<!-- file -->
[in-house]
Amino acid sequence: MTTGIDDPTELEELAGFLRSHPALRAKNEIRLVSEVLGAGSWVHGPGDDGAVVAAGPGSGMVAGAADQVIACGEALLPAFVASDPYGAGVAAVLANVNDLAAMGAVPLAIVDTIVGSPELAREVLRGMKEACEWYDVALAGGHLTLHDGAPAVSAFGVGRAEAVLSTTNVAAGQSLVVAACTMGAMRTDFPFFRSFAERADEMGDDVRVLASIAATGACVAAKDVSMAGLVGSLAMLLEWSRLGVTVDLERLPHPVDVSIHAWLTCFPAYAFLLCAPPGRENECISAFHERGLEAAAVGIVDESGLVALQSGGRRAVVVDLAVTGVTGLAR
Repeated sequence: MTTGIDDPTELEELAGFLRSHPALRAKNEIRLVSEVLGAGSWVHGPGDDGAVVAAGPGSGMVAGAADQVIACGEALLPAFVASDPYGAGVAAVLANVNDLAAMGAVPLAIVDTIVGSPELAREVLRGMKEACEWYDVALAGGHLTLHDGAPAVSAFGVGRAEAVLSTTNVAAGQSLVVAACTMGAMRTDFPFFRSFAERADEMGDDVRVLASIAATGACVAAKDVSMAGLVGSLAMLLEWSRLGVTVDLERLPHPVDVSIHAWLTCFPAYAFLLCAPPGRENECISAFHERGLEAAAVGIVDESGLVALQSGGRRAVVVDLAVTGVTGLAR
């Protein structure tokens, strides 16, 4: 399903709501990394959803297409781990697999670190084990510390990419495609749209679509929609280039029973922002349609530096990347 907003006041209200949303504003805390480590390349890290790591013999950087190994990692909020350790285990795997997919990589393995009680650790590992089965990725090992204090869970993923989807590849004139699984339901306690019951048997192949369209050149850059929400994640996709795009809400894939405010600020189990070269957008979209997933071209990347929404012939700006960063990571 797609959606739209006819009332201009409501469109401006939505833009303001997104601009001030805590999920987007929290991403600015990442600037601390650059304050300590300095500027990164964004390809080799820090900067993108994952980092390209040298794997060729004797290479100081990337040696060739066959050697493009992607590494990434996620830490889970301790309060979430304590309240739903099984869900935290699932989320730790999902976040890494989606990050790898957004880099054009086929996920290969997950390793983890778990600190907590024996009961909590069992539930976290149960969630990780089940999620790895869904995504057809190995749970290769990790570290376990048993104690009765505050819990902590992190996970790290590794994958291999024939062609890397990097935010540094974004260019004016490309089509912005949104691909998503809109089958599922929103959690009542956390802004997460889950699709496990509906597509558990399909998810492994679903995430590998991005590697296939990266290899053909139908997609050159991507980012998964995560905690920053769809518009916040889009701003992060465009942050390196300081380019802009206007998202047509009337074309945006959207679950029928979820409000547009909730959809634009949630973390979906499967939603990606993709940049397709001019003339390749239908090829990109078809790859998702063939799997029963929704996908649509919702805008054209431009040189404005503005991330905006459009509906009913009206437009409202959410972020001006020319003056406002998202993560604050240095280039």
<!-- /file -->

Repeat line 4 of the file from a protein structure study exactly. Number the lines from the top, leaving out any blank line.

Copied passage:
């Protein structure tokens, strides 16, 4: 399903709501990394959803297409781990697999670190084990510390990419495609749209679509929609280039029973922002349609530096990347 907003006041209200949303504003805390480590390349890290790591013999950087190994990692909020350790285990795997997919990589393995009680650790590992089965990725090992204090869970993923989807590849004139699984339901306690019951048997192949369209050149850059929400994640996709795009809400894939405010600020189990070269957008979209997933071209990347929404012939700006960063990571 797609959606739209006819009332201009409501469109401006939505833009303001997104601009001030805590999920987007929290991403600015990442600037601390650059304050300590300095500027990164964004390809080799820090900067993108994952980092390209040298794997060729004797290479100081990337040696060739066959050697493009992607590494990434996620830490889970301790309060979430304590309240739903099984869900935290699932989320730790999902976040890494989606990050790898957004880099054009086929996920290969997950390793983890778990600190907590024996009961909590069992539930976290149960969630990780089940999620790895869904995504057809190995749970290769990790570290376990048993104690009765505050819990902590992190996970790290590794994958291999024939062609890397990097935010540094974004260019004016490309089509912005949104691909998503809109089958599922929103959690009542956390802004997460889950699709496990509906597509558990399909998810492994679903995430590998991005590697296939990266290899053909139908997609050159991507980012998964995560905690920053769809518009916040889009701003992060465009942050390196300081380019802009206007998202047509009337074309945006959207679950029928979820409000547009909730959809634009949630973390979906499967939603990606993709940049397709001019003339390749239908090829990109078809790859998702063939799997029963929704996908649509919702805008054209431009040189404005503005991330905006459009509906009913009206437009409202959410972020001006020319003056406002998202993560604050240095280039």